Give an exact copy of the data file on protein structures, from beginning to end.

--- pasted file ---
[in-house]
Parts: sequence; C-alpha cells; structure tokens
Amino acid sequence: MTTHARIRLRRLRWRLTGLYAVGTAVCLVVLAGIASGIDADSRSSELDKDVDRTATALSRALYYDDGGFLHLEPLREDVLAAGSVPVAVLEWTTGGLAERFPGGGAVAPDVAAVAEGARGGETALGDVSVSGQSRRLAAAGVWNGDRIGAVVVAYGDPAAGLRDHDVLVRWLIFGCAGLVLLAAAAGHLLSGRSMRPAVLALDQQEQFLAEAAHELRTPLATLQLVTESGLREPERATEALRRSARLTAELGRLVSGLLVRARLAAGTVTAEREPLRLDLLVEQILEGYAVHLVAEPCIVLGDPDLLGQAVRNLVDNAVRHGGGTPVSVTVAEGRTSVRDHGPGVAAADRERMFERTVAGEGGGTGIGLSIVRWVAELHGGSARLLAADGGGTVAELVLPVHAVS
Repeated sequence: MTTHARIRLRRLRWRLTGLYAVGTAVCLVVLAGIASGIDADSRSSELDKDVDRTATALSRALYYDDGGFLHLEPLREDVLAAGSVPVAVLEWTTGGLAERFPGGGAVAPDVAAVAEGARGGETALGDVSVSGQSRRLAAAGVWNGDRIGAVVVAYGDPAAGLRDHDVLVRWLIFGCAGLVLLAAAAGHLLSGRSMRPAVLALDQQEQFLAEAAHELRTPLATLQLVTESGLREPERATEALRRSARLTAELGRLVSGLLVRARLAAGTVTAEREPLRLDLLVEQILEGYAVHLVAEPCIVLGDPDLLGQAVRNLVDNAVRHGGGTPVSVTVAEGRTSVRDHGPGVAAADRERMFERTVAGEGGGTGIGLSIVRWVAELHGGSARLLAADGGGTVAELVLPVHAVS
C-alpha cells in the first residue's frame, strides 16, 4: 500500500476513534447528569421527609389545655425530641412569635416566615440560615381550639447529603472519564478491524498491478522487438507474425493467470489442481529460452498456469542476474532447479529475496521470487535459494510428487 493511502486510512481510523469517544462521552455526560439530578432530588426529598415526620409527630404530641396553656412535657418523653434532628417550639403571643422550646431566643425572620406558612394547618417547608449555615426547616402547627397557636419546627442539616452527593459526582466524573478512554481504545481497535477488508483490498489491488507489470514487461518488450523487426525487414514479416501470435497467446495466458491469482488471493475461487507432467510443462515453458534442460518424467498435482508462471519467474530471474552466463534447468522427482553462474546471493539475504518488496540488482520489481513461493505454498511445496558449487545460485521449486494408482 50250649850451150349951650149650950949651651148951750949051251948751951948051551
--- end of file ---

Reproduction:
[in-house]
Parts: sequence; C-alpha cells; structure tokens
Amino acid sequence: MTTHARIRLRRLRWRLTGLYAVGTAVCLVVLAGIASGIDADSRSSELDKDVDRTATALSRALYYDDGGFLHLEPLREDVLAAGSVPVAVLEWTTGGLAERFPGGGAVAPDVAAVAEGARGGETALGDVSVSGQSRRLAAAGVWNGDRIGAVVVAYGDPAAGLRDHDVLVRWLIFGCAGLVLLAAAAGHLLSGRSMRPAVLALDQQEQFLAEAAHELRTPLATLQLVTESGLREPERATEALRRSARLTAELGRLVSGLLVRARLAAGTVTAEREPLRLDLLVEQILEGYAVHLVAEPCIVLGDPDLLGQAVRNLVDNAVRHGGGTPVSVTVAEGRTSVRDHGPGVAAADRERMFERTVAGEGGGTGIGLSIVRWVAELHGGSARLLAADGGGTVAELVLPVHAVS
Repeated sequence: MTTHARIRLRRLRWRLTGLYAVGTAVCLVVLAGIASGIDADSRSSELDKDVDRTATALSRALYYDDGGFLHLEPLREDVLAAGSVPVAVLEWTTGGLAERFPGGGAVAPDVAAVAEGARGGETALGDVSVSGQSRRLAAAGVWNGDRIGAVVVAYGDPAAGLRDHDVLVRWLIFGCAGLVLLAAAAGHLLSGRSMRPAVLALDQQEQFLAEAAHELRTPLATLQLVTESGLREPERATEALRRSARLTAELGRLVSGLLVRARLAAGTVTAEREPLRLDLLVEQILEGYAVHLVAEPCIVLGDPDLLGQAVRNLVDNAVRHGGGTPVSVTVAEGRTSVRDHGPGVAAADRERMFERTVAGEGGGTGIGLSIVRWVAELHGGSARLLAADGGGTVAELVLPVHAVS
C-alpha cells in the first residue's frame, strides 16, 4: 500500500476513534447528569421527609389545655425530641412569635416566615440560615381550639447529603472519564478491524498491478522487438507474425493467470489442481529460452498456469542476474532447479529475496521470487535459494510428487 493511502486510512481510523469517544462521552455526560439530578432530588426529598415526620409527630404530641396553656412535657418523653434532628417550639403571643422550646431566643425572620406558612394547618417547608449555615426547616402547627397557636419546627442539616452527593459526582466524573478512554481504545481497535477488508483490498489491488507489470514487461518488450523487426525487414514479416501470435497467446495466458491469482488471493475461487507432467510443462515453458534442460518424467498435482508462471519467474530471474552466463534447468522427482553462474546471493539475504518488496540488482520489481513461493505454498511445496558449487545460485521449486494408482 50250649850451150349951650149650950949651651148951750949051251948751951948051551